Jesus Creed

It is ordinary for academic types to begin anything they are discussing with a lengthy introduction. I am reminded of a theology that is three volumes with the first volume entirely prolegomena. I’ll avoid that here except to put on the table Tom Wright’s opening salvo to his commentary:
“Romans is neither a systematic theology nor a summary of Paul’s lifework, but it is by common consent his masterpiece.” We’ll dip into this masterpiece (Romans) this summer. For several years I have used the quiet time before church services, when some are chatting or figuring out where to sit, wherever I might be, to read Romans. The book is breathtaking.
The only other introductory remark I wish to make is this one: Romans moves from a theological address (chps. 1-8) into a bit of a theodicy or at least an explanation of a major issue — God’s story with Israel, how Jesus Christ is the summary of that story, and how Christ and the Church fit into that story (chps. 9–11), and then Paul summons the Christians of Rome to live the way Christians ought to live, but he does this mostly by giving specifics instead of some big theory. We’ll have to remind ourselves of this throughout our time together because it is easy to lose the big picture.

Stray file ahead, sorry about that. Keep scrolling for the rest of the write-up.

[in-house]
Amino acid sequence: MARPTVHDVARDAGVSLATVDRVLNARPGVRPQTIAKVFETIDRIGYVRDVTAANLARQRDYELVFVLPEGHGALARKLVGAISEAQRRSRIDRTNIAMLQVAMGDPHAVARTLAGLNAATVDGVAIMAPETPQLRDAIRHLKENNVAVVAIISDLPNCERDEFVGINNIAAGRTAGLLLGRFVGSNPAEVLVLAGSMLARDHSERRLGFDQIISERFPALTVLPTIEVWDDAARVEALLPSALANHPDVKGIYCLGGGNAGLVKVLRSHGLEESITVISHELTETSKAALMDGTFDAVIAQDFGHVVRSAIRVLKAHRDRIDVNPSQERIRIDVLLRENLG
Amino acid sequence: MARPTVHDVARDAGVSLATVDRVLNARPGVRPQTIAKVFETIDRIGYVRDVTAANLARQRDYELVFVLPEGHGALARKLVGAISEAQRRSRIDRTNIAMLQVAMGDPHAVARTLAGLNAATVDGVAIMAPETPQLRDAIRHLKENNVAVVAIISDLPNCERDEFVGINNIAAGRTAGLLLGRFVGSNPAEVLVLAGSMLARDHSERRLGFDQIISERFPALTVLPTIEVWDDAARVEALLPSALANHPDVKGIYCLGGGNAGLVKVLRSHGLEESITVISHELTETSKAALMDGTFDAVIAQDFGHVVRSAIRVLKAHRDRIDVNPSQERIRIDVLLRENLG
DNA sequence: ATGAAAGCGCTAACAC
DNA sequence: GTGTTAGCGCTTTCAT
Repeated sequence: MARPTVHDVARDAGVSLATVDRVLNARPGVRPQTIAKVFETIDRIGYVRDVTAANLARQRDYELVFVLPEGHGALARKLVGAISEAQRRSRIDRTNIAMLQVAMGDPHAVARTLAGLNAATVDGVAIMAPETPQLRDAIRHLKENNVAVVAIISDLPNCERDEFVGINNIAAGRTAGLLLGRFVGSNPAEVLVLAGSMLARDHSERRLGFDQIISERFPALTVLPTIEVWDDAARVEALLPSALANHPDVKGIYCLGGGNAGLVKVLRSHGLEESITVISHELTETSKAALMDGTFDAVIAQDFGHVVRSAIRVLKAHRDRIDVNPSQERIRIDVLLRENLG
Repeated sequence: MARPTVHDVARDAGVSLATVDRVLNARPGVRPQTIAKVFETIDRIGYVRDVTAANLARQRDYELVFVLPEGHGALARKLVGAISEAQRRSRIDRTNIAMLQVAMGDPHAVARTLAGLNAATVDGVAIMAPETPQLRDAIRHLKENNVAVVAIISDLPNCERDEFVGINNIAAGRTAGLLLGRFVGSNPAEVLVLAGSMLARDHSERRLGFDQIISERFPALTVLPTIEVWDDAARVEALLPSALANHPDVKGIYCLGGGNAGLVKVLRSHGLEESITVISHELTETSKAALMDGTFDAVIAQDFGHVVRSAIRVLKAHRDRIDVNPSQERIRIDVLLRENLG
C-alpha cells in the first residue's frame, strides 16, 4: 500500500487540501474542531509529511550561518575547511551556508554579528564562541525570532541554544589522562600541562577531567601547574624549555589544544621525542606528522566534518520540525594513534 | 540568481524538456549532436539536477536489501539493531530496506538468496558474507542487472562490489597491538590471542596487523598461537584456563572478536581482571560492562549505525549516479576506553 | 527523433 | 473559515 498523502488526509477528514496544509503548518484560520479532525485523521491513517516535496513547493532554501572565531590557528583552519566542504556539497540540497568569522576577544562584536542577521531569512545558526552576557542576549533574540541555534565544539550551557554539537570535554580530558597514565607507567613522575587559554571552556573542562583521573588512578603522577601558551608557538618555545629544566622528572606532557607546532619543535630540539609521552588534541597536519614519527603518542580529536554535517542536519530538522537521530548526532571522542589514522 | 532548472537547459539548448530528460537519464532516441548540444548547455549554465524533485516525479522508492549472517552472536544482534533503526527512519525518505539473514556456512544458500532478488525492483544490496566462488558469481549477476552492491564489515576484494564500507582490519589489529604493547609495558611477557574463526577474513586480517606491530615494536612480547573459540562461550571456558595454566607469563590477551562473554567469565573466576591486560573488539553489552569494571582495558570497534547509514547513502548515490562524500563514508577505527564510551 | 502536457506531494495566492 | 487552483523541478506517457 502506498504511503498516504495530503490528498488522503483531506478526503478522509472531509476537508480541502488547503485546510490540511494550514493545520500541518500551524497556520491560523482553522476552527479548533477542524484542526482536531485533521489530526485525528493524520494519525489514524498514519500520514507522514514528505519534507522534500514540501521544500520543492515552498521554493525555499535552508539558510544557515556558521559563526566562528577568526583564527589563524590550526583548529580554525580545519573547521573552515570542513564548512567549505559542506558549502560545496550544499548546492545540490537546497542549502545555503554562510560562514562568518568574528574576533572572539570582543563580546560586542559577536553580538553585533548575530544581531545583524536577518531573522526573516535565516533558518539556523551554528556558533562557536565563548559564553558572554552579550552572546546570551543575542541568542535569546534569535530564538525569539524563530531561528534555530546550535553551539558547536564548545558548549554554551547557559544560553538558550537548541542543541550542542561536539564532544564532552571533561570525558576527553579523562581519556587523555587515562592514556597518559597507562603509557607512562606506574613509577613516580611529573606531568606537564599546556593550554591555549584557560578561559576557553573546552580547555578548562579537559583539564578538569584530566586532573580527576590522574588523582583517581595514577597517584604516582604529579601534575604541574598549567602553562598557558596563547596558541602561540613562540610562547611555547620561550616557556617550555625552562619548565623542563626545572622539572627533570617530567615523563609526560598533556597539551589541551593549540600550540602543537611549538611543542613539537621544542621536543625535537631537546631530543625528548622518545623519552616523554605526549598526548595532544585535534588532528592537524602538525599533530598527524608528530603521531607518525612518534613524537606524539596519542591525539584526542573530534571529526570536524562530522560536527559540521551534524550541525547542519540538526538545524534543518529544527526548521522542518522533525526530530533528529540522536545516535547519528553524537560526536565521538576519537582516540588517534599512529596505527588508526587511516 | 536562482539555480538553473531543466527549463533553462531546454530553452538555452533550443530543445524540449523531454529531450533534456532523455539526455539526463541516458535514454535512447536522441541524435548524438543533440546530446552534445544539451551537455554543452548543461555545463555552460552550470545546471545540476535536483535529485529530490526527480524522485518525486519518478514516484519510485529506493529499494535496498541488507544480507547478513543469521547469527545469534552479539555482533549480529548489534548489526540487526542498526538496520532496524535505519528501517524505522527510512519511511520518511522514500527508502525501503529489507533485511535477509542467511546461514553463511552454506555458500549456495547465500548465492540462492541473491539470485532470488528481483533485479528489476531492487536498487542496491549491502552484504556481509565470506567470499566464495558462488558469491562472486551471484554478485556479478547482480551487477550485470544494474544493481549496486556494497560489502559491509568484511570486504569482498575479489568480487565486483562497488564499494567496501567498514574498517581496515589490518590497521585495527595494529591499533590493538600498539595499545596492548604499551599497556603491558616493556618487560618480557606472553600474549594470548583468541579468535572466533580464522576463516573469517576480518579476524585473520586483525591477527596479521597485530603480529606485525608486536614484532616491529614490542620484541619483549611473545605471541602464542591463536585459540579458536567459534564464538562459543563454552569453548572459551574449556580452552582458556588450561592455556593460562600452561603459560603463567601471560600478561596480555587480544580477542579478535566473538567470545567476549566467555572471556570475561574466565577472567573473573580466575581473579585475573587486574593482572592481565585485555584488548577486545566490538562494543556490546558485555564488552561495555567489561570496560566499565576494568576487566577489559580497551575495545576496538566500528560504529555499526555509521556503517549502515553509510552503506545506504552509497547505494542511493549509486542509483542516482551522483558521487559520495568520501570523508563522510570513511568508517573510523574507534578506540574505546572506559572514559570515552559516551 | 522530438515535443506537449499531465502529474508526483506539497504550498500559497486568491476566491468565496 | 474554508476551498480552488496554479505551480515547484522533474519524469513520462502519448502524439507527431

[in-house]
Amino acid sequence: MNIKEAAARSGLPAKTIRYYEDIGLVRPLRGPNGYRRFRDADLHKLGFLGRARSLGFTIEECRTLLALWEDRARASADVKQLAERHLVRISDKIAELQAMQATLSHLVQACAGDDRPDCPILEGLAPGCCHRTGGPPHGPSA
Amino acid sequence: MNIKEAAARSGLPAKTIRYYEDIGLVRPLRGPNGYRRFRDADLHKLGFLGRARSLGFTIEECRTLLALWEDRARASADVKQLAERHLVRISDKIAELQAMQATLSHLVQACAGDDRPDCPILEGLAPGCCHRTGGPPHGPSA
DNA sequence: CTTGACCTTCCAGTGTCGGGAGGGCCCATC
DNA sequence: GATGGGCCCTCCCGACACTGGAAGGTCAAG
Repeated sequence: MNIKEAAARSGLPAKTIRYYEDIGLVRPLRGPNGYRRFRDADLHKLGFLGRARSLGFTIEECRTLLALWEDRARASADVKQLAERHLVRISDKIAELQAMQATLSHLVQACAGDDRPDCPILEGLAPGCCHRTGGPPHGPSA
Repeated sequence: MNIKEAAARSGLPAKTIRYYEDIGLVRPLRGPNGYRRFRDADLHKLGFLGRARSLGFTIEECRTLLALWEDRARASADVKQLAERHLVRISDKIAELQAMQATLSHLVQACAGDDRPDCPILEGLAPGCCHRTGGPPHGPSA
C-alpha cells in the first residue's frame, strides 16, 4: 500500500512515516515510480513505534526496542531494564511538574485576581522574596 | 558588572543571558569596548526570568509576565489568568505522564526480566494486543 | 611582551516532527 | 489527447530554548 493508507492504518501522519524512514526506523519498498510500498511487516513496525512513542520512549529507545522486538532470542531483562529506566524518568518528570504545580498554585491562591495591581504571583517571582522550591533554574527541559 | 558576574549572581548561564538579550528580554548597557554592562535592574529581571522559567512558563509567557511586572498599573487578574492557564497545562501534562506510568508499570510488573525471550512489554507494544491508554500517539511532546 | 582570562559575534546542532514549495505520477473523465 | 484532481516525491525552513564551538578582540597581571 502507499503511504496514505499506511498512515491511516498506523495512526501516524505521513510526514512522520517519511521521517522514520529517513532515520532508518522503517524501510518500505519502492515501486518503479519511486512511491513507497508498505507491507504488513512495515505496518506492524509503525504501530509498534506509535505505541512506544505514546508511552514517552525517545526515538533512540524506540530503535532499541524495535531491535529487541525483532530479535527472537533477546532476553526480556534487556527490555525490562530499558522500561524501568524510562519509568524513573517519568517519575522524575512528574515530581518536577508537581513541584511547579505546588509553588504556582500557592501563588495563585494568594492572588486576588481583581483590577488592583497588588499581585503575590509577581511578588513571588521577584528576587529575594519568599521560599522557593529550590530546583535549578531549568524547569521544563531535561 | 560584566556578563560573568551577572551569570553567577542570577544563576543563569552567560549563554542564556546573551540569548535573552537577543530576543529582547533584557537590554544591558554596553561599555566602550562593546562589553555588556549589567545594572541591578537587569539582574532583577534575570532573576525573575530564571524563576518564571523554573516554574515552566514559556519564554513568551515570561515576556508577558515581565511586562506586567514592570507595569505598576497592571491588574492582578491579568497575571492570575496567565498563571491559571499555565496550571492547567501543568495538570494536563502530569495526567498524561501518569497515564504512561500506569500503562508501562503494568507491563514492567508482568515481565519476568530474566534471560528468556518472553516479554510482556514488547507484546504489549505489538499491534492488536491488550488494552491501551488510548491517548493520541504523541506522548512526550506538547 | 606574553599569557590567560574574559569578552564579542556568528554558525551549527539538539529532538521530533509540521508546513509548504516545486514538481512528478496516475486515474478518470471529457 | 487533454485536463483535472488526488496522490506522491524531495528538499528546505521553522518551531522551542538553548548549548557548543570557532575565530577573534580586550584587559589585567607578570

Paul’s life is devoted to the gospel of God (1:1) and this gospel should come as no surprise to anyone familiar with the prophets. After all, this gospel Paul is devoted to is pre-preached in the prophets in the holy scriptures. This gospel was about Jesus Christ, who is a descendant of David’s, and who was declared or “marked out as” Son of God (basically God incarnate who rules as king) by being raised from the dead. This, Paul tells us, is what he is all about. Implicit in Paul’s statements in 1:3-4 (about as dense as Paul gets) is that Jesus brings to completion the story of Israel in his very person.
Let me put this even more forcefully: Paul is identified by the gospel. His personal identity, as a convert to and one devoted to the gospel, is all about the gospel itself. Paul is gospeler, Paul’s being throbs with that gospel, that gospel throbs in him and gives him life.
Paul says his apostolic calling is God’s grace to him (1:5, where “grace” and “apostleship” are probably the same thing for Paul). And he gets to summon people to “obedience of faith” and it is quite likely that Paul means that now “obedience” means “faith in Jesus Christ [and all God is doing in Jesus Christ].”
Paul’s life of being devoted to God is God’s grace to him: God’s gift to him was to get to be an apostle to the Gentiles. And the Romans are one of the groups to whom he gets to preach that gospel.

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